The One-Eyed Babysitter

TELEVISION ON CABINET 01Summer is upon us, as is the task of keeping the kiddos occupied now that school is out. Since most parents work full time, keeping kids gainfully engaged poses a real conundrum. Most home or day-care routines inevitably involve lots of screen time: TV, iPad/tablet time, the computer.

Whether we call it the Idiot Box, the One-eyed Babysitter, or technology, I was staggered by some photos in a recent Huffington Post article. Photographer Donna Stevens has created a series of images entitled “Idiot Box” that captures the transmogrification of children from bright-eyed whirling dervishes to near-comatose zombies.

The inspiration for the series came from watching her own son morph as a result of his iPad usage. (The family iPad somehow became his iPad, she states.)

Kids from her son’s preschool became part of the project. Each was allowed to select a favorite show from Netflix, and the photo shoot began. “They say photographing kids is hard work but this shoot was simple,” she explained. “I experienced firsthand the power of the screen as it lulled my subjects into a TV-coma before my lens. None of them talked or moved during the shoot. I didn’t direct them in any way. And even though I was positioned right in front of them with my camera, they barely noticed me.”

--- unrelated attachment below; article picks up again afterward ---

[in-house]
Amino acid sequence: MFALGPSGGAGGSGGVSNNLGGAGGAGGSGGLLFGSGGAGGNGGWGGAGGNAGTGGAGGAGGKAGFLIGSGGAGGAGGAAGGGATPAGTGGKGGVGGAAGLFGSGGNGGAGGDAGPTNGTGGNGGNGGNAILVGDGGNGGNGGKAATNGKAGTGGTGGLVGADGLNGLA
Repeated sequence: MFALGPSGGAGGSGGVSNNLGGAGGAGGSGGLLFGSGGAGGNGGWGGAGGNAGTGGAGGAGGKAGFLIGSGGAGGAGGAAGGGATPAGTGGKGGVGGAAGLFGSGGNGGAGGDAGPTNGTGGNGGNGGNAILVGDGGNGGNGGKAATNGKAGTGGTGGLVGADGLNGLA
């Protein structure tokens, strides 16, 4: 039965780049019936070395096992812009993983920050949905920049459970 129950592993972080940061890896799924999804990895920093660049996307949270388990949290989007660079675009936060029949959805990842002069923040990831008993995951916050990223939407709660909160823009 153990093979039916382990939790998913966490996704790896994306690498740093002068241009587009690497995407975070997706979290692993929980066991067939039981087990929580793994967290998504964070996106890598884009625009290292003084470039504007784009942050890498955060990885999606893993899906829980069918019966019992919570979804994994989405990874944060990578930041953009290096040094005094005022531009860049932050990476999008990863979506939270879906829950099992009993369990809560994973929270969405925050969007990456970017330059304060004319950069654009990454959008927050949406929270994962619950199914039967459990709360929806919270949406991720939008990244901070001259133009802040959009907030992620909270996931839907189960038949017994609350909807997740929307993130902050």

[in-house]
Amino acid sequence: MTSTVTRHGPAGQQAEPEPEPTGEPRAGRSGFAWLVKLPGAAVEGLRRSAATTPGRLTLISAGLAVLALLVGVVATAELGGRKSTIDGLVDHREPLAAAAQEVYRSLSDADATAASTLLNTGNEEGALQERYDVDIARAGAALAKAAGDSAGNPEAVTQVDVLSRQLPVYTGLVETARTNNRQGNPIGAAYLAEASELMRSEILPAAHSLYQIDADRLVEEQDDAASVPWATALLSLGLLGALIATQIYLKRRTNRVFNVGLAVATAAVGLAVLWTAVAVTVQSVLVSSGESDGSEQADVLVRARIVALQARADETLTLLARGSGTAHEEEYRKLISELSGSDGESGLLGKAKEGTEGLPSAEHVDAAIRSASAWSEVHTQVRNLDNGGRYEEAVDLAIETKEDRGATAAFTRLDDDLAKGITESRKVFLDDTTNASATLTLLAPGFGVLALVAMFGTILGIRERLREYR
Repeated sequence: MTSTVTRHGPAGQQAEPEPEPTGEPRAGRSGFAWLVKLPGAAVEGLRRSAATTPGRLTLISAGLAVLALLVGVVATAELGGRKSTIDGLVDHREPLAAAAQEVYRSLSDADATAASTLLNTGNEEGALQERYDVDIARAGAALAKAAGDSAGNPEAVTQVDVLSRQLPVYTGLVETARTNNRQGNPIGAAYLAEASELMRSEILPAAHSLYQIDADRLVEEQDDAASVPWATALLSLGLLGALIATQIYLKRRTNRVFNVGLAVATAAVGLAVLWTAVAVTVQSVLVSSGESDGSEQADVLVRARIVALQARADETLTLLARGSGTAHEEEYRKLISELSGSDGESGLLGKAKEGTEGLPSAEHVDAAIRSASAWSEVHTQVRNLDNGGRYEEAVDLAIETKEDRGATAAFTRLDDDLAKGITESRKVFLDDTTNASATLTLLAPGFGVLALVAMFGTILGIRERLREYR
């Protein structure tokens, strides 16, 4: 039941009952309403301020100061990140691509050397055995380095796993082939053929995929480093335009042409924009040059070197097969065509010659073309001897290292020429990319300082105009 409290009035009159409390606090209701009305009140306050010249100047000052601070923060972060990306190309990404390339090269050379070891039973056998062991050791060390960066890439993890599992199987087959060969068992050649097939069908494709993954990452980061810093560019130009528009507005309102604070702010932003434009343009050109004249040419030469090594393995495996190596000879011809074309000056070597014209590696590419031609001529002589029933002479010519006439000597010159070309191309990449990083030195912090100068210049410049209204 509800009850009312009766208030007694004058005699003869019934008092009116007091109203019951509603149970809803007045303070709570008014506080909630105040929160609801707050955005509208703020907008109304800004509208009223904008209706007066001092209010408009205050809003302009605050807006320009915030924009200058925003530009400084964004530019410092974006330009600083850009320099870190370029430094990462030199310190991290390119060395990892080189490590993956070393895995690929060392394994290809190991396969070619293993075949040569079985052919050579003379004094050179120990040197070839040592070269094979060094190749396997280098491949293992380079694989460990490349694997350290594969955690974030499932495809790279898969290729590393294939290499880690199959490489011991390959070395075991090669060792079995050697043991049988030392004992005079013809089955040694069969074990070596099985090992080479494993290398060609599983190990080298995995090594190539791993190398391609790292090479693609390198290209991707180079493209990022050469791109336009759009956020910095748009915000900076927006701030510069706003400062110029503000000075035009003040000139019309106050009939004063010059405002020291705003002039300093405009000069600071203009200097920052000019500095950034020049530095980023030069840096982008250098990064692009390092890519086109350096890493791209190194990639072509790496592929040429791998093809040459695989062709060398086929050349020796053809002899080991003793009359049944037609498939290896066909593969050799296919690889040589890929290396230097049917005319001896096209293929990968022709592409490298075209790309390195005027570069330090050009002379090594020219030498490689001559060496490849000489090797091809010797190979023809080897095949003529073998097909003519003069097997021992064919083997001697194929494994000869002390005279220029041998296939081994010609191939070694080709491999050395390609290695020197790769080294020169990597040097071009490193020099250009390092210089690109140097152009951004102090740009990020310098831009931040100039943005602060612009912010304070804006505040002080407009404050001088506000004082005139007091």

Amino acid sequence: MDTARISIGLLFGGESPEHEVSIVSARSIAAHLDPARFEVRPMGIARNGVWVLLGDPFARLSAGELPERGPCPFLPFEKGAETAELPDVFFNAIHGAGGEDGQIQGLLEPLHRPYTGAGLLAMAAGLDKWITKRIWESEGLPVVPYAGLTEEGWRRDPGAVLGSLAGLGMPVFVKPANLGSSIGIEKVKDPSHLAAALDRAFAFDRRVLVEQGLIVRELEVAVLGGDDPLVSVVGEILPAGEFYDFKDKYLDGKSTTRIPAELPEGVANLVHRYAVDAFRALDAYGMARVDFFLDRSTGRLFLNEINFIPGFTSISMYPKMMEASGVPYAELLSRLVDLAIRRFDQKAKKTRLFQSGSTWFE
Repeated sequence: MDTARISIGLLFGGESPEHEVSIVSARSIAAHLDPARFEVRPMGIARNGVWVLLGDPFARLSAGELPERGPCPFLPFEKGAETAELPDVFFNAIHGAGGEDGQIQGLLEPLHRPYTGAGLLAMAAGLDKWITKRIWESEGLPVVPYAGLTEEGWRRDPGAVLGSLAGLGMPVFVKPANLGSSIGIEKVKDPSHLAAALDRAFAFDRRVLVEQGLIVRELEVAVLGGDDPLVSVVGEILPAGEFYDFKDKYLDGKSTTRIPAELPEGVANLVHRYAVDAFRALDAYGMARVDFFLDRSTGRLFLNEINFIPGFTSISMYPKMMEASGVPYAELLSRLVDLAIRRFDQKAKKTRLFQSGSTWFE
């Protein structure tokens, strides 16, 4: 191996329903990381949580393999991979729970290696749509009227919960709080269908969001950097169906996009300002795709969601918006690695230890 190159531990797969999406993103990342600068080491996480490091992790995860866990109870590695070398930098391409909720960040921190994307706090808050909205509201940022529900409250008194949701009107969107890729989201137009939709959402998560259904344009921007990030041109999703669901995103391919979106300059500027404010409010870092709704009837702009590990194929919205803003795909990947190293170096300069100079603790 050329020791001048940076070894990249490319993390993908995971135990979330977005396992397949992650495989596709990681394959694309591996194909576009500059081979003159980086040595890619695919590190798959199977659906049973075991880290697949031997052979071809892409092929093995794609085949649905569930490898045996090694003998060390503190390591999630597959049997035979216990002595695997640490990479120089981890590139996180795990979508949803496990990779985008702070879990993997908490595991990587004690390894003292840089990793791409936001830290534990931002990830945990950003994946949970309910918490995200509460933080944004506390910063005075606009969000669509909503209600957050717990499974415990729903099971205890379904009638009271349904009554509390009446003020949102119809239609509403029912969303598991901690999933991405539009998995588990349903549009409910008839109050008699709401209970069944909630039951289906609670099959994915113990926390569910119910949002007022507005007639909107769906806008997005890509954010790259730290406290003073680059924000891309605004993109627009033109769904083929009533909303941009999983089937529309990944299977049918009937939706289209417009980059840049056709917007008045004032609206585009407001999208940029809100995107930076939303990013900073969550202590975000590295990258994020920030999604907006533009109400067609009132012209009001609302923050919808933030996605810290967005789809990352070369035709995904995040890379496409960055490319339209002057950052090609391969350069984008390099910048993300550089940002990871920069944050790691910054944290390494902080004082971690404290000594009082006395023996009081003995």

The disquieting images show an alteration that seems so unnatural—curiosity and excitement normally wedded to engagement in an activity was quickly replaced with almost frightening changes. The cold bluish light of the screen highlighted glazed eyes, slack facial contours, mouth breathing, and unheeded drooling. The article calls the images “unsettling,” and that they are.

View the images on Donna Stevens’ blog.

Almost all of us watch TV or use tablets and computers at times. And I’m certainly not saying that all screens are evil and to be avoided. That’s not practical or realistic. But parents desiring to raise alert, inquisitive, centered kids who interact well socially and have a sense of possibility about themselves and the world would do well to make judicious use of these forms of entertainment.